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dc.creatorClark, Kristen Elizabeth
dc.date.accessioned 2007-05-09T18:27:50Z
dc.date.available 2007-05-09T18:27:50Z
dc.date.issued 1996
dc.identifier.urihttps://hdl.handle.net/1911/14034
dc.description.abstract In the period between 1902 and 1924, the American attorney John Quinn accumulated approximately 2,500 paintings, drawings, and sculptures which constituted a magnificent collection of works by twentieth-century avant-garde artists such as Pablo Picasso, Henri Matisse, Georges Rouault, and Georges Braque. At the time of Quinn's death in 1924, the vast majority of his collection sold at auction. Quinn experienced several phases of development as a collector, becoming more aesthetically sophisticated during his work with Henri-Pierre Roche from 1918-1924. Quinn consistently viewed the objects he sought as embodiments of cultures which offered gateways to appropriate another's culture. Through his collecting activities and association with artists, Quinn attempted to refute his small-town origins. Nevertheless, his decision not to retain the collection after his death in order to provide for his family demonstrates that Quinn never entirely disassociated himself from his roots.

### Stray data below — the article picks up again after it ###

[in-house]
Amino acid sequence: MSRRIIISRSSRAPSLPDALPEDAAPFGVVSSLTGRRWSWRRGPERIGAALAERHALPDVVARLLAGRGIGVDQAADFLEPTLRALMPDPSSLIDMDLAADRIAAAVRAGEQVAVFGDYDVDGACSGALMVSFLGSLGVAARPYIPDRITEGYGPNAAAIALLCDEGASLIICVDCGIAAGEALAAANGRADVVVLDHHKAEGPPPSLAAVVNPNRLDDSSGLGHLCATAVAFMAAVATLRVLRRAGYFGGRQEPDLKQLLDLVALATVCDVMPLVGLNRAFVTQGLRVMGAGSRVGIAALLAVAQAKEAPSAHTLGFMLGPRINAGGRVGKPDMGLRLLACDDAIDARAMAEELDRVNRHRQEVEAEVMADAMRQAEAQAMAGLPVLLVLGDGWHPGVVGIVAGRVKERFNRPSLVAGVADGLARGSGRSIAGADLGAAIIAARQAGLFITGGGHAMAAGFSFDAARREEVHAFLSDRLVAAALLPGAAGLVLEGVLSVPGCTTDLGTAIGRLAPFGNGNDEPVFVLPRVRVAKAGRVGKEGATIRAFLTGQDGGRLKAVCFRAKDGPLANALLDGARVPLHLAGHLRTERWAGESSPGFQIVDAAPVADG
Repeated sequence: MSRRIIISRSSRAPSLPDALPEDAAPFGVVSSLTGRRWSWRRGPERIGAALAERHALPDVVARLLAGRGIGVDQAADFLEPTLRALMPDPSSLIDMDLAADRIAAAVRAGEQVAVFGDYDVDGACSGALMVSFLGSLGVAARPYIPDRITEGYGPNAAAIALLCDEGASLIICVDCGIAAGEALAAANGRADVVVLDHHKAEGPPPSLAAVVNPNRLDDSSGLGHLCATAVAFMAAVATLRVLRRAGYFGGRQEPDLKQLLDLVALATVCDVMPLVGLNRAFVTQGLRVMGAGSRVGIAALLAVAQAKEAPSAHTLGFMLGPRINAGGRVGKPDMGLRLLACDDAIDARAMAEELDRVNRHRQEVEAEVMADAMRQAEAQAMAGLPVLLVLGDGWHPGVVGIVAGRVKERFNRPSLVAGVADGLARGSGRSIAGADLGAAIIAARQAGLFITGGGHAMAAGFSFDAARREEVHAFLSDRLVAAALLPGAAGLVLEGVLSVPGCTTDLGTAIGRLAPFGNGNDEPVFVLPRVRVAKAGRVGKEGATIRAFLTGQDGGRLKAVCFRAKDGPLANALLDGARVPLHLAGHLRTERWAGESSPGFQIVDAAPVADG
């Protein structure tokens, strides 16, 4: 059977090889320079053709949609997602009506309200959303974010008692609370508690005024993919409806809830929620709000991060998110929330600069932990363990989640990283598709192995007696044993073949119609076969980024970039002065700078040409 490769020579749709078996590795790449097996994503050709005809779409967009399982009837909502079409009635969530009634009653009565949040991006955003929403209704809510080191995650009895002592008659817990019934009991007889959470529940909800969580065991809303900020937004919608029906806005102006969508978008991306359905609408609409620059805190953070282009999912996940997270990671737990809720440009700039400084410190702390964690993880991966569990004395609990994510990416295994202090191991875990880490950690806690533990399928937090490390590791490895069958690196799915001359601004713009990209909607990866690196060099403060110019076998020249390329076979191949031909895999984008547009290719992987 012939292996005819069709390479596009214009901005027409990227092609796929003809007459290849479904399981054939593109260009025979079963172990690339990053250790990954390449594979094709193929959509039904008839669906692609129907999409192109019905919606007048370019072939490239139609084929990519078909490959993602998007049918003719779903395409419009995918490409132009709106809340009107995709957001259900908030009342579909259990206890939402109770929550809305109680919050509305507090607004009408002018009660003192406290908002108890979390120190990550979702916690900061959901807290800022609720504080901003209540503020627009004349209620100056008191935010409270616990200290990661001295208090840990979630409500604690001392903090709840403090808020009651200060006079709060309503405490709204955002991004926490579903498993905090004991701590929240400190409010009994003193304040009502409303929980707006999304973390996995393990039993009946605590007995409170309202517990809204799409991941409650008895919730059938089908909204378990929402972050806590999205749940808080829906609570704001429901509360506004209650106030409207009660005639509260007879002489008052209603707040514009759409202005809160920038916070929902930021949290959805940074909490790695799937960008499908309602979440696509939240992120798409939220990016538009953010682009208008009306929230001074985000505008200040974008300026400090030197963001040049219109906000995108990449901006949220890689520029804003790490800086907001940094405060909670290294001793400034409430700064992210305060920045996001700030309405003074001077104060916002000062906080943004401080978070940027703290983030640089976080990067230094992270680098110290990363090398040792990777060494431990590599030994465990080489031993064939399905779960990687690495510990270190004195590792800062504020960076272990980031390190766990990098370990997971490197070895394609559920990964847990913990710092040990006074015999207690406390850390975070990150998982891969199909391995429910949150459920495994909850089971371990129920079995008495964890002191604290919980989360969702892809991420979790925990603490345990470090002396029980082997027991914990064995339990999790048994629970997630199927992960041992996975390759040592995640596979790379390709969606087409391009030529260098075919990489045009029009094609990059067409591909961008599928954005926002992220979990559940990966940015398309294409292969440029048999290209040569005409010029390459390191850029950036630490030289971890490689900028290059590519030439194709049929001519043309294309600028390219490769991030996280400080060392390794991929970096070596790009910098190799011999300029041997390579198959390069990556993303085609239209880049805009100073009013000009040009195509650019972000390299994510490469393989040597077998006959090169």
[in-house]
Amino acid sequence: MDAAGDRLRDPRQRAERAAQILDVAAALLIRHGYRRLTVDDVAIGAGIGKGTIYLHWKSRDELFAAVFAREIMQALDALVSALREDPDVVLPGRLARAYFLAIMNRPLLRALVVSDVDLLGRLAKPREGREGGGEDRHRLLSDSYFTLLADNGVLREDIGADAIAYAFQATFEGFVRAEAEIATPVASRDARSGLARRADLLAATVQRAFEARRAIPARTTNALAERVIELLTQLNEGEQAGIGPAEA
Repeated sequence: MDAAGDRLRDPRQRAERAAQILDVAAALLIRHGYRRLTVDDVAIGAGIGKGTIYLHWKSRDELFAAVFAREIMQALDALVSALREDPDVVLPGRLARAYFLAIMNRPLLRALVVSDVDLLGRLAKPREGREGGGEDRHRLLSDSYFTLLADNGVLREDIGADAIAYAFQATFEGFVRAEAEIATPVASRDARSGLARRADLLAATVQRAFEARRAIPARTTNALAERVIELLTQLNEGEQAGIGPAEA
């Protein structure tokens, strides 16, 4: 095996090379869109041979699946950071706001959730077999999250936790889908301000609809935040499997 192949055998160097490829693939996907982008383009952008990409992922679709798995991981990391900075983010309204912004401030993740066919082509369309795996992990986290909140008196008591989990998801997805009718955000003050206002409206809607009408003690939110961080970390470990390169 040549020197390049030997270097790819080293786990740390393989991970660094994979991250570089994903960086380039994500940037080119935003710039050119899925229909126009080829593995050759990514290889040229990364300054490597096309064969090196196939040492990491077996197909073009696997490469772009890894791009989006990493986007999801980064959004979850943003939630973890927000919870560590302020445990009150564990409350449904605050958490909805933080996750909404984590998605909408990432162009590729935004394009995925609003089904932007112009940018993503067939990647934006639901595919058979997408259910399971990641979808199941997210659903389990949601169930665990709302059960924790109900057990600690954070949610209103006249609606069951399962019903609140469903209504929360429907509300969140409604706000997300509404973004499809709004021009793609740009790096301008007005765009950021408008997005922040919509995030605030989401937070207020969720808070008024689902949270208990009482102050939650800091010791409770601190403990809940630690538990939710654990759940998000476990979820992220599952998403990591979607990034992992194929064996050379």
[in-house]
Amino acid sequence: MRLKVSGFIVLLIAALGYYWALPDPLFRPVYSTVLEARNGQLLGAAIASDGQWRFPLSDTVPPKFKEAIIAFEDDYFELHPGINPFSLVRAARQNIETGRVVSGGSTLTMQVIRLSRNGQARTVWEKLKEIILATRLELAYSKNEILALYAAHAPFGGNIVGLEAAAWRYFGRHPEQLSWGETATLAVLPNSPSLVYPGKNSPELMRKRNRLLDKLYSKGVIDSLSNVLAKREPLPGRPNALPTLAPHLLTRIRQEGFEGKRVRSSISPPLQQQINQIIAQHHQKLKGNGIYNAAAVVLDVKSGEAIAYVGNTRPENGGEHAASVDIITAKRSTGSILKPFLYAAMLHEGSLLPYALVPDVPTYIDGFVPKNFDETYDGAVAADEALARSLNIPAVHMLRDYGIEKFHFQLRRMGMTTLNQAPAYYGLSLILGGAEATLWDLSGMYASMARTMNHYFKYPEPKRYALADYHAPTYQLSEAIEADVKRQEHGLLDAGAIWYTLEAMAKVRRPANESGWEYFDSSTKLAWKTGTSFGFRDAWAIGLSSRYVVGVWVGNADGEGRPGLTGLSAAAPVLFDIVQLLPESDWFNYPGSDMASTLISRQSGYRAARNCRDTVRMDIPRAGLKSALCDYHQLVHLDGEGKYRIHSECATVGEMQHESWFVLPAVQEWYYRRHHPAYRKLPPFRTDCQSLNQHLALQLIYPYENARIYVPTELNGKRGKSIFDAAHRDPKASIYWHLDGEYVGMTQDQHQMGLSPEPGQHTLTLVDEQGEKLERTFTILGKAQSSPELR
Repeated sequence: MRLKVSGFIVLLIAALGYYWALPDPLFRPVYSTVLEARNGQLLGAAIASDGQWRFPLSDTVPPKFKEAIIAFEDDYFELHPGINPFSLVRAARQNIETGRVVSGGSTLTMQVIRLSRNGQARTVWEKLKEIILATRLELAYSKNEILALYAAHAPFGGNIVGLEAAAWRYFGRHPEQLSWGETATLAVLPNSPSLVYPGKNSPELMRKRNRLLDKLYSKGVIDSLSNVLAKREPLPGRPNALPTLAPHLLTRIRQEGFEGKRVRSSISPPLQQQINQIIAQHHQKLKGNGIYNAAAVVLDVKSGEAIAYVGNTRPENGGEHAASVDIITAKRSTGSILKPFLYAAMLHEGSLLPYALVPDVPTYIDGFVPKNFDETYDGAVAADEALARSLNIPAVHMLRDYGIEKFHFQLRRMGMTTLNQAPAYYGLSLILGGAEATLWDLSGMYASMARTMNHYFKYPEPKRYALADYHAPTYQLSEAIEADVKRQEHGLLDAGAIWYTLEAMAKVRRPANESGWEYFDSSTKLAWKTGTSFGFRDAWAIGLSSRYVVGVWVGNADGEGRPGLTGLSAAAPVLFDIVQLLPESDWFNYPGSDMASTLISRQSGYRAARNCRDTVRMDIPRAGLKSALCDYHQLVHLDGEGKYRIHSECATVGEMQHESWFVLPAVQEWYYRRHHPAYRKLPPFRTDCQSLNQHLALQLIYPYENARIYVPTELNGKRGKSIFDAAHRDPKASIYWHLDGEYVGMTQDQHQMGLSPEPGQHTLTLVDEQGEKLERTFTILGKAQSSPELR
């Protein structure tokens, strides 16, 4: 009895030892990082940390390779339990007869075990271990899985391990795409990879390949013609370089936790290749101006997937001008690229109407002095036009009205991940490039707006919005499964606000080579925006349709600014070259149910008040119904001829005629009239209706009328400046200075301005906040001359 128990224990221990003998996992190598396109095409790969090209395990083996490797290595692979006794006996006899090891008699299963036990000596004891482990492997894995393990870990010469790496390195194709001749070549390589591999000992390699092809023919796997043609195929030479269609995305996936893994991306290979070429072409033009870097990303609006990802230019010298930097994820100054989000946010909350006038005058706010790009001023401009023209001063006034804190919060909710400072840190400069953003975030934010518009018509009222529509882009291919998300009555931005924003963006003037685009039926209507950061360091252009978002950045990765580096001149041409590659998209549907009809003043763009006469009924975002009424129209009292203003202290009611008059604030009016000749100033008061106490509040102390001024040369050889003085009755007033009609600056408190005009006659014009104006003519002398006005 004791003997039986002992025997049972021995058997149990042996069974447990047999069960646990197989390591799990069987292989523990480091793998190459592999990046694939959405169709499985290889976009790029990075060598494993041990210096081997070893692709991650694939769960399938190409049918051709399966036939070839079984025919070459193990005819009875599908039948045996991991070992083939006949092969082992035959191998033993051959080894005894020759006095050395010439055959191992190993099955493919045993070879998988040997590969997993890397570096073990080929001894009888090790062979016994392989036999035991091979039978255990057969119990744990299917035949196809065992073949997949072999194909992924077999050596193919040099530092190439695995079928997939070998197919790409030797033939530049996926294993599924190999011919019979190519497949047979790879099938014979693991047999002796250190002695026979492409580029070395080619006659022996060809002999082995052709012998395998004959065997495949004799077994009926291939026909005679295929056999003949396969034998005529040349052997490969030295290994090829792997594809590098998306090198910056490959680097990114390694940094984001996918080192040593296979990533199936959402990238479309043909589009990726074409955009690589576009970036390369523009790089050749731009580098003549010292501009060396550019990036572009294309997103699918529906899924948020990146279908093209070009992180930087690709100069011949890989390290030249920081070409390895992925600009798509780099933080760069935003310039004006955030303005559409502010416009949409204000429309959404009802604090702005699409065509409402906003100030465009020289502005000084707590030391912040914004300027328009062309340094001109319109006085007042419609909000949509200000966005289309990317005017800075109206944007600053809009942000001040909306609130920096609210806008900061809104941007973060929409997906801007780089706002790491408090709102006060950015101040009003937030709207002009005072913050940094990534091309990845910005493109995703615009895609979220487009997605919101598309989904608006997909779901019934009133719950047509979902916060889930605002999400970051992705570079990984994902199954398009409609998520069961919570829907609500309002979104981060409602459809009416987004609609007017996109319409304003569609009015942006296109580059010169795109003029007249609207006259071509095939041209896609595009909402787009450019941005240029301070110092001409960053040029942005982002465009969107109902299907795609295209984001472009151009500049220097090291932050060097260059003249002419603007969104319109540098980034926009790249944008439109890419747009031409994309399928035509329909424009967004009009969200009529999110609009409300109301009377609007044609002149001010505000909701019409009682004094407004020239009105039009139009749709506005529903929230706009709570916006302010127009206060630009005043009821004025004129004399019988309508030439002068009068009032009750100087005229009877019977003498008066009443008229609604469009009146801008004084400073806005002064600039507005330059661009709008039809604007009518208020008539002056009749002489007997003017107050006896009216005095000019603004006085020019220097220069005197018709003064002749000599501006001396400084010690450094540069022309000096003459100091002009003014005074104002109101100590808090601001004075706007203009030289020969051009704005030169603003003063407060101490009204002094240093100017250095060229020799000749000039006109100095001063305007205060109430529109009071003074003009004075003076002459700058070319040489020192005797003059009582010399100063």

dc.format.mimetype application/pdf
dc.language.iso eng
dc.subjectBiographies
dc.title John Quinn: Portrait of a collector
dc.type.genre Thesis
dc.type.material Text
thesis.degree.department Art and Art History
thesis.degree.discipline Humanities
thesis.degree.grantor Rice University
thesis.degree.level Masters
thesis.degree.name Master of Arts
dc.identifier.citation Clark, Kristen Elizabeth. "John Quinn: Portrait of a collector." (1996) Master’s Thesis, Rice University. https://hdl.handle.net/1911/14034.


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